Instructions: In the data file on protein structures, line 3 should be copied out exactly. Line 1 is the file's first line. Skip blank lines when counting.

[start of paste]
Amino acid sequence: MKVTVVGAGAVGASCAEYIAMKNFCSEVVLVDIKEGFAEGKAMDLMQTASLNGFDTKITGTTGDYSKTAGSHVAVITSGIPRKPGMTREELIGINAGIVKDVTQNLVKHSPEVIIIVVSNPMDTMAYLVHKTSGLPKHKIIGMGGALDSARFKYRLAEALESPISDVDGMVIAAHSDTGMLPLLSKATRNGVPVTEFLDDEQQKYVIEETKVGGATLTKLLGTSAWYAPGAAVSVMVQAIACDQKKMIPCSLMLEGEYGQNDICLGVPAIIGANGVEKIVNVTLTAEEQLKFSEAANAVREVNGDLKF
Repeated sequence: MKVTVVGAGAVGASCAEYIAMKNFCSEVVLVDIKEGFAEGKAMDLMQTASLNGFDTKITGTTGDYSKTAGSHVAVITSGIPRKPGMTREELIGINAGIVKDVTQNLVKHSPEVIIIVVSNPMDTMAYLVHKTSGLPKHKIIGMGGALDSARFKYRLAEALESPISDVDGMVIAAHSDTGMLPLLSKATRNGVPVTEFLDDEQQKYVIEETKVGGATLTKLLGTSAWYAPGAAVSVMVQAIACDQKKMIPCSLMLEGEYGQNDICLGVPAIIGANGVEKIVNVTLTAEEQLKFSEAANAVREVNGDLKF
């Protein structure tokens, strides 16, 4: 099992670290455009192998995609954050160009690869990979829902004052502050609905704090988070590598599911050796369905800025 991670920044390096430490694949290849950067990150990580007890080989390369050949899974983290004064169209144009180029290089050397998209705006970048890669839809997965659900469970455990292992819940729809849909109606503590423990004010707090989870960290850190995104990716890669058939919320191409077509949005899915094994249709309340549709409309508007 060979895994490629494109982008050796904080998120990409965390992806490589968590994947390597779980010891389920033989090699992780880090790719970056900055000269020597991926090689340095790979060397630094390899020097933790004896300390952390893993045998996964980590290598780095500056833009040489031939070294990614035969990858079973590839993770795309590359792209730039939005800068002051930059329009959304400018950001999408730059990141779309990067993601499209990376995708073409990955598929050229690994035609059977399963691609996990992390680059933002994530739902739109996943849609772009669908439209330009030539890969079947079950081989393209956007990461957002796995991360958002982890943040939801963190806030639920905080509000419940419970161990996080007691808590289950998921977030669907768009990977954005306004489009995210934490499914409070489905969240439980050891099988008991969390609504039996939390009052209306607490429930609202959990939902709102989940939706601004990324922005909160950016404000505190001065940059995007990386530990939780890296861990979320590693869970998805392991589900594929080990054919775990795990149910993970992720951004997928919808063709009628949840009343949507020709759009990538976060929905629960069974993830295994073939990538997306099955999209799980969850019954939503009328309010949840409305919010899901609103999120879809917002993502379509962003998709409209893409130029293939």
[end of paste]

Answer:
């Protein structure tokens, strides 16, 4: 099992670290455009192998995609954050160009690869990979829902004052502050609905704090988070590598599911050796369905800025 991670920044390096430490694949290849950067990150990580007890080989390369050949899974983290004064169209144009180029290089050397998209705006970048890669839809997965659900469970455990292992819940729809849909109606503590423990004010707090989870960290850190995104990716890669058939919320191409077509949005899915094994249709309340549709409309508007 060979895994490629494109982008050796904080998120990409965390992806490589968590994947390597779980010891389920033989090699992780880090790719970056900055000269020597991926090689340095790979060397630094390899020097933790004896300390952390893993045998996964980590290598780095500056833009040489031939070294990614035969990858079973590839993770795309590359792209730039939005800068002051930059329009959304400018950001999408730059990141779309990067993601499209990376995708073409990955598929050229690994035609059977399963691609996990992390680059933002994530739902739109996943849609772009669908439209330009030539890969079947079950081989393209956007990461957002796995991360958002982890943040939801963190806030639920905080509000419940419970161990996080007691808590289950998921977030669907768009990977954005306004489009995210934490499914409070489905969240439980050891099988008991969390609504039996939390009052209306607490429930609202959990939902709102989940939706601004990324922005909160950016404000505190001065940059995007990386530990939780890296861990979320590693869970998805392991589900594929080990054919775990795990149910993970992720951004997928919808063709009628949840009343949507020709759009990538976060929905629960069974993830295994073939990538997306099955999209799980969850019954939503009328309010949840409305919010899901609103999120879809917002993502379509962003998709409209893409130029293939």